Write Traditional Business Plan


A good business plan guides you through each stage of starting and managing your business. You’ll use your business plan as a roadmap for how to structure, run, and grow your new business. It’s a way to think through the key elements of your business.

Business plans can help you get funding or bring on new business partners. Investors want to feel confident they’ll see a return on their investment. Your business plan is the tool you’ll use to convince people that working with you — or investing in your company — is a smart choice.

Pick a Business Plan

There’s no right or wrong way to write a business plan. What’s important is that your plan meets your needs.

Most business plans fall into one of two common categories: traditional or lean startup.

Traditional business plans are more common, use a standard structure, and encourage you to go into detail in each section. They tend to require more work upfront and can be dozens of pages long. This article highlights the Traditional Business Plan.

Traditional Business Plan

Executive Summary

Include your mission statement, your product or service, and basic information about your company’s leadership team, employees, and location. You should also include financial information and high-level growth plans if you plan to ask for financing.

Company Description

Your company description provides detailed information about your company. Go into detail about the problems your business solves. Be specific, and list out the consumers, organization, or businesses your company plans to serve. Explain the competitive advantages that will make your business a success.

Market Analysis

You'll need a good understanding of your industry outlook and target market. Competitive research will show you what other businesses are doing and what their strengths are. In your market research, look for trends and themes. Now's the time to answer these questions.

Organization and Management

Describe the legal structure of your business. State whether your business is a C or an S corporation, general or limited partnership, or if you're a sole proprietor or LLC. Use an organizational chart to lay out who's in charge of what in your company. Show how each person's unique experience will contribute to the success of your venture.

Marketing and Sales

There's no single way to approach a marketing strategy. Your strategy should evolve and change to fit your unique needs. Your goal in this section is to describe how you'll attract and retain customers. You'll also describe how a sale will actually happen. You'll refer to this section later when you make financial projections, so make sure to thoroughly describe your complete marketing and sales strategies.

Service or Product Line

Describe what you sell or what service you offer. Explain how it benefits your customers and what the product life-cycle looks like. Share your plans for intellectual property, like copyright or patent filings. If you're doing research and development for your service or product, explain it in detail.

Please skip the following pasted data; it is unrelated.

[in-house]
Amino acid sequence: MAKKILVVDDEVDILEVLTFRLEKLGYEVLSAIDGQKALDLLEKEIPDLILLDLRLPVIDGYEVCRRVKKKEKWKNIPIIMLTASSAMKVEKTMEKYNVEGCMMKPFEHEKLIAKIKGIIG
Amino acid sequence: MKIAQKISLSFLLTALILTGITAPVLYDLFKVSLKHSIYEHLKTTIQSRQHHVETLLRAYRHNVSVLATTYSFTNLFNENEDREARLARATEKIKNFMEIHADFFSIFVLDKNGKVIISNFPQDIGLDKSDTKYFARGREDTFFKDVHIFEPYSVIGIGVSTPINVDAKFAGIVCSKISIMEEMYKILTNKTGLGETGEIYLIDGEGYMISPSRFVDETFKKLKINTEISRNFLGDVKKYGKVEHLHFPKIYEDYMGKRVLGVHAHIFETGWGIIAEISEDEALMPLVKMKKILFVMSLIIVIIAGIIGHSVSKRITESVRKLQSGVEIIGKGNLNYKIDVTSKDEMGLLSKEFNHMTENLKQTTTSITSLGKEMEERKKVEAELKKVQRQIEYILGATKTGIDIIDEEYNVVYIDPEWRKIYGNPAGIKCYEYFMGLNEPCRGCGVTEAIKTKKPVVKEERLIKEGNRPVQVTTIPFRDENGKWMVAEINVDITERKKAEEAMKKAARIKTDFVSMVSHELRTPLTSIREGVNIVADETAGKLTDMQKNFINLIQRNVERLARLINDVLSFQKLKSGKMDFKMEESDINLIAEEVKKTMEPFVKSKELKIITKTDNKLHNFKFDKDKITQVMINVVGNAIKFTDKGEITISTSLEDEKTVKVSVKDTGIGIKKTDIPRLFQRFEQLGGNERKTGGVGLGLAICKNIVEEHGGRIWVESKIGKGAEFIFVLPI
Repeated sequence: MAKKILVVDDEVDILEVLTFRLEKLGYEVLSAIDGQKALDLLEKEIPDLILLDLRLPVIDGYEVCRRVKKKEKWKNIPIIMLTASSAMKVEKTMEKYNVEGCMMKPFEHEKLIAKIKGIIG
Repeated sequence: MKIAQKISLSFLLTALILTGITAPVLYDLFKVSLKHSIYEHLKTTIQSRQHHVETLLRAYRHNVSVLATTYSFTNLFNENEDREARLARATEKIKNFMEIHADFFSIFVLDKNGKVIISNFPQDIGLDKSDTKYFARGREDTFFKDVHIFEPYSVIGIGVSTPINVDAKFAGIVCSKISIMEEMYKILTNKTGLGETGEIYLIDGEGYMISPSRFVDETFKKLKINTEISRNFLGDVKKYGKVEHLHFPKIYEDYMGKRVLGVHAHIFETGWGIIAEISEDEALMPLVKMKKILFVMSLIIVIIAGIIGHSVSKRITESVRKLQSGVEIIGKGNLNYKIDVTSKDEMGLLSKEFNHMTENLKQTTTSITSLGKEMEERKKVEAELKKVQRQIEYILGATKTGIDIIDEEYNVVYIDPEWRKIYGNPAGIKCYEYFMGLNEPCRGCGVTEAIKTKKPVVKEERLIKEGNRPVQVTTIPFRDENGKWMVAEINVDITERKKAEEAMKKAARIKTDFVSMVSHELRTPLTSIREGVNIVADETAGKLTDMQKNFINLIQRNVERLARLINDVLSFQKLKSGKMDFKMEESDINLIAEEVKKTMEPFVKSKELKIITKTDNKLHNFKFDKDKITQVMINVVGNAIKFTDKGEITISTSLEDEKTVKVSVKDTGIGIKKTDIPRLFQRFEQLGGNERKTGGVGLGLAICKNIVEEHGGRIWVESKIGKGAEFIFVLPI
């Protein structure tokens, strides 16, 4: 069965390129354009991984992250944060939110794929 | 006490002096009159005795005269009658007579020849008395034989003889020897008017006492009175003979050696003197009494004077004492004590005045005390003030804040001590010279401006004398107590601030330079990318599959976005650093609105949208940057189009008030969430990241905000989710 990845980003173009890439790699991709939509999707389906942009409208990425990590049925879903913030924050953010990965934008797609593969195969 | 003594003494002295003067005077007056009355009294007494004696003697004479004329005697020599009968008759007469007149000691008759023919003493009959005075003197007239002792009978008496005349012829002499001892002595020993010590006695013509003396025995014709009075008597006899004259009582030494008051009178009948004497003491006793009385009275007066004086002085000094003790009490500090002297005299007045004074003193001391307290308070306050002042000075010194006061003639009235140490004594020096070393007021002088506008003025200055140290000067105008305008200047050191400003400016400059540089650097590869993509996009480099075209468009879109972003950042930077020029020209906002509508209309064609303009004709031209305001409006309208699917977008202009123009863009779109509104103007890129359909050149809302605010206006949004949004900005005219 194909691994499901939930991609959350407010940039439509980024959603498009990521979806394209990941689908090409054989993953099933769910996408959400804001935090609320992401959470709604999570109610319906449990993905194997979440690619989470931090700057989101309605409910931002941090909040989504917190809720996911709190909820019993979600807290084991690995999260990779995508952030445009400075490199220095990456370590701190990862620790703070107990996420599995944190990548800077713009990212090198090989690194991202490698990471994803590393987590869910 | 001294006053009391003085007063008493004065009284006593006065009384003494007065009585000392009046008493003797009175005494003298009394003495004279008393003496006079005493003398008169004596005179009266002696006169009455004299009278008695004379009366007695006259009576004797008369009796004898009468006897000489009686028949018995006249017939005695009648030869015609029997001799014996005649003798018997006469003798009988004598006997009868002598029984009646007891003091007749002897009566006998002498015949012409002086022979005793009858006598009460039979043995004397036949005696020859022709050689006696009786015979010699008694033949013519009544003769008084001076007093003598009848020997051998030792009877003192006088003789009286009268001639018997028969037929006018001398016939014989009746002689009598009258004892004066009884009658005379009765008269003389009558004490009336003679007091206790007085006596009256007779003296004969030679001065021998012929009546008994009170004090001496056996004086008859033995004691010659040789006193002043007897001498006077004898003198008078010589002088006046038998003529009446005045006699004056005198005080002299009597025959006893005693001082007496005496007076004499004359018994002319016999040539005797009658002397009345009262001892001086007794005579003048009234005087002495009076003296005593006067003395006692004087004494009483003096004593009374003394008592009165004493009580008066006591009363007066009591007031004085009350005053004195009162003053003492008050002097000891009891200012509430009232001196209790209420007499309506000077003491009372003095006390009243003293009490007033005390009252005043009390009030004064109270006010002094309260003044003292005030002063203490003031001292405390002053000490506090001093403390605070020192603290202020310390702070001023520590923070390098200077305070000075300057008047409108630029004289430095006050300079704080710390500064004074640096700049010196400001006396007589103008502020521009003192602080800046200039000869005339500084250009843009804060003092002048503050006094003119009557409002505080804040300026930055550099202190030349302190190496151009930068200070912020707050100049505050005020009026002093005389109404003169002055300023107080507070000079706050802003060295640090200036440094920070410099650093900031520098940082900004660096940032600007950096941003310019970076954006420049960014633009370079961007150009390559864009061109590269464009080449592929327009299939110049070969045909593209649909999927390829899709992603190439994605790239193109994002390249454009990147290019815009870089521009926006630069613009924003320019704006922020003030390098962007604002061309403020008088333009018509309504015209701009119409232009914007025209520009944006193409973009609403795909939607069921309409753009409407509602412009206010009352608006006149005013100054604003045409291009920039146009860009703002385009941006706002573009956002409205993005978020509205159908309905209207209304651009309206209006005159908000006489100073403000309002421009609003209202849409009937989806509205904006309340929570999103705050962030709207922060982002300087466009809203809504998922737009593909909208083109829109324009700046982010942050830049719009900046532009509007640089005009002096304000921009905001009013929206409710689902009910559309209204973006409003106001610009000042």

Funding Request

If you're asking for funding, this is where you'll outline your funding requirements. Your goal is to clearly explain how much funding you’ll need over the next five years and what you'll use it for.

Specify whether you want debt or equity, the terms you'd like applied, and the length of time your request will cover. Give a detailed description of how you'll use your funds. Specify if you need funds to buy equipment or materials, pay salaries, or cover specific bills until revenue increases. Always include a description of your future strategic financial plans, like paying off debt or selling your business.

Funding Projections

Supplement your funding request with financial projections. Your goal is to convince anyone that your business is stable and will be a financial success.

If your business is already established, include income statements, balance sheets, and cash flow statements for the last three to five years. If you have other collateral you could put against a loan, make sure to list it now.

Provide a prospective financial outlook for the next five years. Include forecasted income statements, balance sheets, cash flow statements, and capital expenditure budgets. For the first year, be even more specific and use quarterly — or even monthly — projections. Make sure to clearly explain your projections, and match them to your funding requests.

Appendix

Include your mission statement, your product or service, and basic information about your company’s leadership team, employees, and location. You should also include financial information and high-level growth plans if you plan to ask for financing.

Executive Summary

Use your appendix to provide supporting documents or other materials were specially requested. Common items to include are credit histories, resumes, product pictures, letters of reference, licenses, permits, or patents, legal documents, permits, and other contracts.

Business Plan Tool

The SBA’s Business Plan Tool provides you with a step-by-step guide to create your business plan. You can save your plan online and update it any time, or download it as a PDF file.



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